allows for a conclusion that the end product—the payment of the $500 from the standpoint of Fortune in Motion, Inc., and the lure of the Green Circle from the standpoint of the applicant—not the rendering of personal services, drives this marketing plan.
In the trial court, Fortune in Motion likened itself to direct sales marketing companies such as Amway, Mary Kay Cosmetics and Shaklee which also depend on the recruitment efforts of its distributors as part of their distributors' sales activities. However, this record contains precious little of the specifics regarding the marketing plans of these entities. We properly base our decision on the facts pertinent to this case and the applicable law. Moreover, if this argument is correct, then the "personal services" exception subsumes the general rule barring recruitment. That result would obviously be unreasonable. In construing a statute, we must interpret it in such a way as to avoid absurd or unreasonable results. See State v. Moore,167 Wis.2d 491, 496, 481 N.W.2d 633, 635 (1992).
A chain or pyramid scheme rests on its ability to lure participants with an exponential return on their investment as long as new participants are recruited to fund the payoff to those already in the plan. Such a plan becomes illegal when it "contemplates an endless chain of purchasers, or . . . a series of constantly multiplying endless chains, with nothing but fading rainbows as the reward of those who are unfortunate enough to become purchasers the moment before the collapse of the scheme." Twentieth Century Co. v. Quilling, 130 Wis. 318, 324, 110 N.W. 174, 176 (1907). Here, one reasonable reading of the summary judgment record allows for the conclusion that those awaiting the ultimate payoff will find an ever dwindling, or perhaps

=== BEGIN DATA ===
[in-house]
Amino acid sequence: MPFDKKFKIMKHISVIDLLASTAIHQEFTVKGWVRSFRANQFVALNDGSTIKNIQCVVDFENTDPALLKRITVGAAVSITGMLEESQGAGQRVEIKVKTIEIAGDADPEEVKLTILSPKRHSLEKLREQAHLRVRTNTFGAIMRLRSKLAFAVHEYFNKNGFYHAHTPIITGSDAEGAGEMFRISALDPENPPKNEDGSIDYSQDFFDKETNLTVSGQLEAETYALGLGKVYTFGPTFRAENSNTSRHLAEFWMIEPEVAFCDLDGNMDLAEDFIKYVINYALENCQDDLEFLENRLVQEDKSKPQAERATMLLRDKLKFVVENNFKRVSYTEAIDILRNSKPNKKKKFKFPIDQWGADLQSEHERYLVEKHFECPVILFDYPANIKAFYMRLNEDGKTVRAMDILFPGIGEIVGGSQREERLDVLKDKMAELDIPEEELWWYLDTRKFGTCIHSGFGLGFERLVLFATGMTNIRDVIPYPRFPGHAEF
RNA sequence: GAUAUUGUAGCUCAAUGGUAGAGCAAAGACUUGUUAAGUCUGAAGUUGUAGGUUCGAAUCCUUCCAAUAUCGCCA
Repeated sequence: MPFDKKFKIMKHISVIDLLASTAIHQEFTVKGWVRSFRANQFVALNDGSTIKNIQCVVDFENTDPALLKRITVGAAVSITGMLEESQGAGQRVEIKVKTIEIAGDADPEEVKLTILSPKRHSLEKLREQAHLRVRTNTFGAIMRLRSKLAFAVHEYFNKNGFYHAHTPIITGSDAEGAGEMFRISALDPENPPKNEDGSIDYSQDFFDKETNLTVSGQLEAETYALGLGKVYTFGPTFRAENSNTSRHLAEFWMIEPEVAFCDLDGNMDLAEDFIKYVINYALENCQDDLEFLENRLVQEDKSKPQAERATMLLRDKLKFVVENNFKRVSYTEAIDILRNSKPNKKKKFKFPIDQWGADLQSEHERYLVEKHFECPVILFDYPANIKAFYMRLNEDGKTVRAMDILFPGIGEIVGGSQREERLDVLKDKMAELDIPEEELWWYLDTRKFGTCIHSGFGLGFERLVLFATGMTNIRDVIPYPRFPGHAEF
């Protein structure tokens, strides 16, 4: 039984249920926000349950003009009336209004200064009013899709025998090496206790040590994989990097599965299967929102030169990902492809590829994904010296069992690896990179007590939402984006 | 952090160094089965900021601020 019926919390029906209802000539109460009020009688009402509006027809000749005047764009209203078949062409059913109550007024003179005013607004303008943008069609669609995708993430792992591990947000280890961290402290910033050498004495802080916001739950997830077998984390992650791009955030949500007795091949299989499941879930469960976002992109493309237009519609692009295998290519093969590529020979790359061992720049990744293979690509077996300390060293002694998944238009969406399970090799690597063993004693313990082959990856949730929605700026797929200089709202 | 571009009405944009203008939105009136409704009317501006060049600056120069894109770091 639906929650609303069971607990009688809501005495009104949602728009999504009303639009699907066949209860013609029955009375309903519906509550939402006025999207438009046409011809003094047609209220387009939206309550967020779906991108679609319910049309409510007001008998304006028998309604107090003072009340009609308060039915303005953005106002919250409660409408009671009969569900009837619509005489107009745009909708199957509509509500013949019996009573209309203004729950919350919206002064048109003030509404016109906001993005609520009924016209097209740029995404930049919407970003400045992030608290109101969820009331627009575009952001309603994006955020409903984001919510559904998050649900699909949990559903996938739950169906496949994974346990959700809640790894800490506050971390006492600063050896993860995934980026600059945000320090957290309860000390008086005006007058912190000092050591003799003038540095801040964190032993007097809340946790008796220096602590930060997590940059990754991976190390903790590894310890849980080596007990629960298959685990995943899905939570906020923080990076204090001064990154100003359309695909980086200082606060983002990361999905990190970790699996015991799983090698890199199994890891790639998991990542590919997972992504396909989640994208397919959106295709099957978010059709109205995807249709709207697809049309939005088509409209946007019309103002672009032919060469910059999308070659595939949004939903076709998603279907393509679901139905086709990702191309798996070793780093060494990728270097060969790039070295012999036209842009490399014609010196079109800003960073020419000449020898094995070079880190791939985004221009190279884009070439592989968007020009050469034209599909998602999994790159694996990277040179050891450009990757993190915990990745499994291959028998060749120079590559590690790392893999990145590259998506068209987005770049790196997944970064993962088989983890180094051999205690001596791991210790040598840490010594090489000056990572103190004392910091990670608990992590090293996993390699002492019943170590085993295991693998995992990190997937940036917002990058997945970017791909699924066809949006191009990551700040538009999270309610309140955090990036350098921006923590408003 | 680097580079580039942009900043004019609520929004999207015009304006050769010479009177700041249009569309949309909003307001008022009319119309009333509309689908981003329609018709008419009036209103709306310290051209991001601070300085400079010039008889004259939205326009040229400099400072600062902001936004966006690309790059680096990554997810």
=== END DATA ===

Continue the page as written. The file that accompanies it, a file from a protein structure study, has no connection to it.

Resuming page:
nonexistent, source from which to reap their reward. By outlawing chain distribution schemes, WIS. ADM. CODE § ATCP 122.02 seeks to avoid that situation.6
We reverse the trial court's grant of summary judgment to Fortune in Motion, and we remand for further proceedings on the State's complaint.7
By the Court.—Judgment reversed and cause remanded.
1. We have reviewed all of these materials including the Fortune in Motion, Inc., promotional video tape.
2. Fortune in Motion, Inc., also deals in other products. However, for purposes of the particular plan at issue in this case, the product utilized was travel vouchers.